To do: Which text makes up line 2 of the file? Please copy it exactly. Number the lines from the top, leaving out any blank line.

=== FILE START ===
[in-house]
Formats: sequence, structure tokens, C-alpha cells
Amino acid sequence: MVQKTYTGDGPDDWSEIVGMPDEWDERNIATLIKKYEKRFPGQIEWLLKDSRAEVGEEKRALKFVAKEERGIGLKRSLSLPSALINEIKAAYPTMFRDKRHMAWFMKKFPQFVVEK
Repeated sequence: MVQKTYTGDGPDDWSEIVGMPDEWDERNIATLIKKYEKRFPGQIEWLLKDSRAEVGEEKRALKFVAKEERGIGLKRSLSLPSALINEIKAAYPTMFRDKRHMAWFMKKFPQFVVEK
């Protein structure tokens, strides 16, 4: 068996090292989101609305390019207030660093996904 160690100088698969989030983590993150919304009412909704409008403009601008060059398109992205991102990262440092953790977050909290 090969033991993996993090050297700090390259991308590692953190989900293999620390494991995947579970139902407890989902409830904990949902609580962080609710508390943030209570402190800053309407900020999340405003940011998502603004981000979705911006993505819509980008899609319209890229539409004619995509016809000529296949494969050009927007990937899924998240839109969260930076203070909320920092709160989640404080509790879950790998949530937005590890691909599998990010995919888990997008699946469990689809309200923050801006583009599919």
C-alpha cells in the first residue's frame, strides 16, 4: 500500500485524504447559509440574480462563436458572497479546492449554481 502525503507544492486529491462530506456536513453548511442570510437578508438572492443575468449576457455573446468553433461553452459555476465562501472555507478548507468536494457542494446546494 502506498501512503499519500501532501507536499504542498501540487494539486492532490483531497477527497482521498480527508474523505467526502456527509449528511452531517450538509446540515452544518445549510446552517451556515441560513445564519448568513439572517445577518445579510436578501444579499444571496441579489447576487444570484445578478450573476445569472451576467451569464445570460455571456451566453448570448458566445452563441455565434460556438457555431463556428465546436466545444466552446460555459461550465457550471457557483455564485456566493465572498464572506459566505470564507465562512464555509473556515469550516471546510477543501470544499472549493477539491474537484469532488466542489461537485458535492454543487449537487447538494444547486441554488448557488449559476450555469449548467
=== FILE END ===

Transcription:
Formats: sequence, structure tokens, C-alpha cells